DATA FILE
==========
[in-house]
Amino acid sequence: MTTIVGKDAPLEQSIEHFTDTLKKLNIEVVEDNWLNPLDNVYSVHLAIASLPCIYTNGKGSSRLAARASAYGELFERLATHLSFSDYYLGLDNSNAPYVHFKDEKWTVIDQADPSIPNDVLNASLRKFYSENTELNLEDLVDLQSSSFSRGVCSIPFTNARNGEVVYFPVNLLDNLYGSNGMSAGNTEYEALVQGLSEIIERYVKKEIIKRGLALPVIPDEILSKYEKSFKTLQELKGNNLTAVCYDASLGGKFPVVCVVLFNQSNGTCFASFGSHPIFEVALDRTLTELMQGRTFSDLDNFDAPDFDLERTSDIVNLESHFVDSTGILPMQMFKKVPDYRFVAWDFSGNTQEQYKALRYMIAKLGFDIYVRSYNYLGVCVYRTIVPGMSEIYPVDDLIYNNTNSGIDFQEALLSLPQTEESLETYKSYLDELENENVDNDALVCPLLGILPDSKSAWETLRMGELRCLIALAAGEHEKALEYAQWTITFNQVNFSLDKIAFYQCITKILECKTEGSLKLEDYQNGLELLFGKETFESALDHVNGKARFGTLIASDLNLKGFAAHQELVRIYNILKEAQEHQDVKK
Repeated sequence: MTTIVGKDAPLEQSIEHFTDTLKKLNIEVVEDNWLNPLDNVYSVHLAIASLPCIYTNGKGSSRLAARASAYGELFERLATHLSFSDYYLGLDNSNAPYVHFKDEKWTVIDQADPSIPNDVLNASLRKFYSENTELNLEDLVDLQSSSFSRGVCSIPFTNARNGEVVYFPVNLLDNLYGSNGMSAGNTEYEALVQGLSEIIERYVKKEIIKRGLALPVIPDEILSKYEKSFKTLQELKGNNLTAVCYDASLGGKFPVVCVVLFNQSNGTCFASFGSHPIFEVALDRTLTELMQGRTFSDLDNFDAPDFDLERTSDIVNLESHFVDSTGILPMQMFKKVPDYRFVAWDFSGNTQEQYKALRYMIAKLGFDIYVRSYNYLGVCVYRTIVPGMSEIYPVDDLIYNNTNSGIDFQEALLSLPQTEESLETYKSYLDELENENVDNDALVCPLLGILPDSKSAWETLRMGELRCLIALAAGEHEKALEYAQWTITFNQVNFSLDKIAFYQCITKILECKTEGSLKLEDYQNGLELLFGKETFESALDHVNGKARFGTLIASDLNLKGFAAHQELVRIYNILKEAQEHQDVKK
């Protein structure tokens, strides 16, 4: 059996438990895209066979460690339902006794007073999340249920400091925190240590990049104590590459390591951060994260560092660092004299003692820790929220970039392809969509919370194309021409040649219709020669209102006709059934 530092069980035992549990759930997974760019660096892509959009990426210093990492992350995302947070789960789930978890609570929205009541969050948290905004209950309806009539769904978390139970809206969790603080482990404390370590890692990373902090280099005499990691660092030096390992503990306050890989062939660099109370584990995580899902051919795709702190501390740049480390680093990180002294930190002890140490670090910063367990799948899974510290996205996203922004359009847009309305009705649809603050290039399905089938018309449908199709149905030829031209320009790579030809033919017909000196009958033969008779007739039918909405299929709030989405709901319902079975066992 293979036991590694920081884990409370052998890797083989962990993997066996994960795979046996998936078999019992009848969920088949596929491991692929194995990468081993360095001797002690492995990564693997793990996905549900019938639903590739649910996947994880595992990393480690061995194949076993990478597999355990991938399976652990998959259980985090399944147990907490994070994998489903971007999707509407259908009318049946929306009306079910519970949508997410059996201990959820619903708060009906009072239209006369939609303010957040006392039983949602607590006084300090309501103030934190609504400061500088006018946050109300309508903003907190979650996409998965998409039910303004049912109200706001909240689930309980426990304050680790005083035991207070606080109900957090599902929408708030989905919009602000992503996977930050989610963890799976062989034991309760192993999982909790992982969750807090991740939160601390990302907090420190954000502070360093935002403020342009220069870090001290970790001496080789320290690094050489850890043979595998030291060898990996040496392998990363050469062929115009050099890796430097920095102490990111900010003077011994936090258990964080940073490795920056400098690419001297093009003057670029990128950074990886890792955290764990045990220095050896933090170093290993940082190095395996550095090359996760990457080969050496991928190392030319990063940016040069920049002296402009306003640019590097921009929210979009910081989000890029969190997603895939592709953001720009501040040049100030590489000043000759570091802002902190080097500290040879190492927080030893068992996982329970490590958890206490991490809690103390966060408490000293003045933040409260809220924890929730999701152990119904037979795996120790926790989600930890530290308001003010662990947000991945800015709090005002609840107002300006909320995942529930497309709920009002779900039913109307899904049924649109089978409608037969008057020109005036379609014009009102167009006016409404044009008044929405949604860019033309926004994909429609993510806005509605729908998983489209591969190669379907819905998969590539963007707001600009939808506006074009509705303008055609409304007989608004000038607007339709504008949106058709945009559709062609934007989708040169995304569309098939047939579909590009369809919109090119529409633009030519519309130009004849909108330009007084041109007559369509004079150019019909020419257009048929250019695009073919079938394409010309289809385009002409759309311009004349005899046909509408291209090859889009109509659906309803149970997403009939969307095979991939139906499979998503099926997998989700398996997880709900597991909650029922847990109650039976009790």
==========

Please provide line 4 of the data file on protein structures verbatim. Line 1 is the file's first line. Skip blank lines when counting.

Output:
């Protein structure tokens, strides 16, 4: 059996438990895209066979460690339902006794007073999340249920400091925190240590990049104590590459390591951060994260560092660092004299003692820790929220970039392809969509919370194309021409040649219709020669209102006709059934 530092069980035992549990759930997974760019660096892509959009990426210093990492992350995302947070789960789930978890609570929205009541969050948290905004209950309806009539769904978390139970809206969790603080482990404390370590890692990373902090280099005499990691660092030096390992503990306050890989062939660099109370584990995580899902051919795709702190501390740049480390680093990180002294930190002890140490670090910063367990799948899974510290996205996203922004359009847009309305009705649809603050290039399905089938018309449908199709149905030829031209320009790579030809033919017909000196009958033969008779007739039918909405299929709030989405709901319902079975066992 293979036991590694920081884990409370052998890797083989962990993997066996994960795979046996998936078999019992009848969920088949596929491991692929194995990468081993360095001797002690492995990564693997793990996905549900019938639903590739649910996947994880595992990393480690061995194949076993990478597999355990991938399976652990998959259980985090399944147990907490994070994998489903971007999707509407259908009318049946929306009306079910519970949508997410059996201990959820619903708060009906009072239209006369939609303010957040006392039983949602607590006084300090309501103030934190609504400061500088006018946050109300309508903003907190979650996409998965998409039910303004049912109200706001909240689930309980426990304050680790005083035991207070606080109900957090599902929408708030989905919009602000992503996977930050989610963890799976062989034991309760192993999982909790992982969750807090991740939160601390990302907090420190954000502070360093935002403020342009220069870090001290970790001496080789320290690094050489850890043979595998030291060898990996040496392998990363050469062929115009050099890796430097920095102490990111900010003077011994936090258990964080940073490795920056400098690419001297093009003057670029990128950074990886890792955290764990045990220095050896933090170093290993940082190095395996550095090359996760990457080969050496991928190392030319990063940016040069920049002296402009306003640019590097921009929210979009910081989000890029969190997603895939592709953001720009501040040049100030590489000043000759570091802002902190080097500290040879190492927080030893068992996982329970490590958890206490991490809690103390966060408490000293003045933040409260809220924890929730999701152990119904037979795996120790926790989600930890530290308001003010662990947000991945800015709090005002609840107002300006909320995942529930497309709920009002779900039913109307899904049924649109089978409608037969008057020109005036379609014009009102167009006016409404044009008044929405949604860019033309926004994909429609993510806005509605729908998983489209591969190669379907819905998969590539963007707001600009939808506006074009509705303008055609409304007989608004000038607007339709504008949106058709945009559709062609934007989708040169995304569309098939047939579909590009369809919109090119529409633009030519519309130009004849909108330009007084041109007559369509004079150019019909020419257009048929250019695009073919079938394409010309289809385009002409759309311009004349005899046909509408291209090859889009109509659906309803149970997403009939969307095979991939139906499979998503099926997998989700398996997880709900597991909650029922847990109650039976009790």